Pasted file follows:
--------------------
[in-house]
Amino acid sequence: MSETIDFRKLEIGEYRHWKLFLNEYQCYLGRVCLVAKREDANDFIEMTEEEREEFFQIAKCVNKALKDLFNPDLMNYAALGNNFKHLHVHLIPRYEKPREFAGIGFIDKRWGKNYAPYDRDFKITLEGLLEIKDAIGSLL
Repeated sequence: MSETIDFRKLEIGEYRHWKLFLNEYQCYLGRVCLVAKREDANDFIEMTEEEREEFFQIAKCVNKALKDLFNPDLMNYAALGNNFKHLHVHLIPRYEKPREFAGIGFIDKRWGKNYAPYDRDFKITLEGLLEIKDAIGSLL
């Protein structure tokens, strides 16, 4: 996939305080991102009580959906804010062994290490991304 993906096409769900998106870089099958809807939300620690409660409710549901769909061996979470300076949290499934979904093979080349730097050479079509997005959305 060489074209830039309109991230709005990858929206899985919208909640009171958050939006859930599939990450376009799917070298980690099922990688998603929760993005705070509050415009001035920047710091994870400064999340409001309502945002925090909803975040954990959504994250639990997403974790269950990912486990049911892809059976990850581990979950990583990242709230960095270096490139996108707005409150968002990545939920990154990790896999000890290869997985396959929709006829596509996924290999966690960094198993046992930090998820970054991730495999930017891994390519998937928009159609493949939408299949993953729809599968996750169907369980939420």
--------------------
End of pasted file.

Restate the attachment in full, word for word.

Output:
[in-house]
Amino acid sequence: MSETIDFRKLEIGEYRHWKLFLNEYQCYLGRVCLVAKREDANDFIEMTEEEREEFFQIAKCVNKALKDLFNPDLMNYAALGNNFKHLHVHLIPRYEKPREFAGIGFIDKRWGKNYAPYDRDFKITLEGLLEIKDAIGSLL
Repeated sequence: MSETIDFRKLEIGEYRHWKLFLNEYQCYLGRVCLVAKREDANDFIEMTEEEREEFFQIAKCVNKALKDLFNPDLMNYAALGNNFKHLHVHLIPRYEKPREFAGIGFIDKRWGKNYAPYDRDFKITLEGLLEIKDAIGSLL
């Protein structure tokens, strides 16, 4: 996939305080991102009580959906804010062994290490991304 993906096409769900998106870089099958809807939300620690409660409710549901769909061996979470300076949290499934979904093979080349730097050479079509997005959305 060489074209830039309109991230709005990858929206899985919208909640009171958050939006859930599939990450376009799917070298980690099922990688998603929760993005705070509050415009001035920047710091994870400064999340409001309502945002925090909803975040954990959504994250639990997403974790269950990912486990049911892809059976990850581990979950990583990242709230960095270096490139996108707005409150968002990545939920990154990790896999000890290869997985396959929709006829596509996924290999966690960094198993046992930090998820970054991730495999930017891994390519998937928009159609493949939408299949993953729809599968996750169907369980939420």